The demonstrations in Camden, New Jersey, have garnered much attention for being peaceful. But some residents say the full picture is more complex.
Lueveria Russell, 83, moved to Camden, New Jersey, as a child in 1944 when her family fled Florida due to racial discrimination and concerns for safety. “We couldn’t really go out and do anything there because it was a risk,” she said in an interview, citing fears of being attacked or worse. “Still to this day, I won’t go back.”
Some aspects of life remained after their move. “Mama and Daddy didn’t let us go to the movies or do after-school sports or anything. We went to school, church, and came home,” Russell said. Because of the hardships they’d endured in the South, her parents were fearful even in a seemingly safer and more welcoming place. She remembers the thriving stores with bright signs that stretched from Broadway to Kaighns Avenue.
But after deadly clashes between community members and police in 1971, those businesses were destroyed and never rebuilt. Protesters were angry over the death of a 40-year-old Puerto Rican man from Camden: Rafael Gonzalez was beaten by police and later died from his injuries.
The clashes—not unlike those seen in Philadelphia recently—lasted for days. The hours overnight were most frightening, Russell recalls, and the effects of nightly violence remained throughout the following day as well. “There was a lot of tear gas,” she said. “You’d ride through [the lingering cloud] on the bus every day. It was real bad.”
The mayor at the time implemented a state of emergency and an 8 p.m. curfew. Sniper gunfire could be heard in various spots throughout downtown. According to the New York Times, the events resulted in 300 arrests, 100 injuries, and property damage estimated at $1 million.
Nearly 50 years later amid civil unrest that has taken the country by storm, Camden residents remain concerned about inequity and conflicts with police that occur within the city. But last weekend, when protesters marched to call for justice for George Floyd and other Black men and women lost to police violence, tear gas wasn’t involved.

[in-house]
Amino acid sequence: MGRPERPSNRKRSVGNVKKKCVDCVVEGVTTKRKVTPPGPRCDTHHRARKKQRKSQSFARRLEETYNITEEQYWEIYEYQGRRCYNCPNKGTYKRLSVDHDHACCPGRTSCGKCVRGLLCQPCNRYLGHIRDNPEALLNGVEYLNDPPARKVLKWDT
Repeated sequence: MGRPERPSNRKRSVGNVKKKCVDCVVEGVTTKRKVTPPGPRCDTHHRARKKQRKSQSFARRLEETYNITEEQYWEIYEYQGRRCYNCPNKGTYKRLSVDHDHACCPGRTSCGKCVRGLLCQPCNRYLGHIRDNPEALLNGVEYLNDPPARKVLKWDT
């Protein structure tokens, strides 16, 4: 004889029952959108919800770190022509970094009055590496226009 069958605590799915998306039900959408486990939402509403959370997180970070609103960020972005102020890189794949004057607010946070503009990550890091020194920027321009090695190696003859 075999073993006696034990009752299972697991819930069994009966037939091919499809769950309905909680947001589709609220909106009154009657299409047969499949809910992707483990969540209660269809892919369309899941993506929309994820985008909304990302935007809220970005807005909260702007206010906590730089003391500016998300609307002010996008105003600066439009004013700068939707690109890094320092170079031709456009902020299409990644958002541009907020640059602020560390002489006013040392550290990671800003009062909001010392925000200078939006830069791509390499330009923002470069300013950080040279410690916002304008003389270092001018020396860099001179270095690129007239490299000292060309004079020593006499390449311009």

That’s because city leaders walked with protesters—some with fists raised and many participating in Black Lives Matter chants. “It wasn’t exactly a protest,” said John Royal, another Camden resident. “It was more like a parade of solidarity.”
Many residents expressed hope that because of this, their concerns about police brutality won’t be ignored by those who have the power to ensure these tragedies won’t happen in their city again. Elected officials and Democratic committee leaders spoke at the event to note their care for residents.
Later, New Jersey Gov. Phil Murphy called the demonstration “a transformational moment.”
But Kevin Barfield, president of Camden’s local NAACP branch, pointed out that community members who are not politically connected are often voiceless because they aren’t given the mic. “Camden is in chaos,” he said. Referencing Saturday’s march, he added, “This picture doesn’t speak to the full story of what’s happening in the city.”
Just across the bridge in Philadelphia, the scene every day since the rallies began has been similar to Camden’s historic past.
On Saturday, protesters marching across Vine Street were met with police who used bikes as barricades. A tear gas canister was deployed, and amid the confusion, the first police car to catch fire was engulfed.
Chaos followed as protesters moved back toward City Hall. There, they were met with a SWAT vehicle spraying pepper spray and tear gas into the crowd. Protesters blocked the narrow holes where spray is deployed by using traffic cones and a sign. Eventually, the SWAT van left and protesters set fire to multiple police cars, a storage unit that held barricades, and a Starbucks.
They also tagged the statue of Frank Rizzo with red paint on his face and hands. For many, the former police commissioner turned mayor represents the city’s racial divide, police brutality, and systemic oppression of Black people. The statue has since been removed.
Clashes have continued during each day of protests in Philadelphia. As of Wednesday, there were at least 703 arrests since the protests began, and more demonstrations are planned for Friday.
It is unclear how decisions are made about when and where to deploy SWAT teams, but they have frequently been utilized.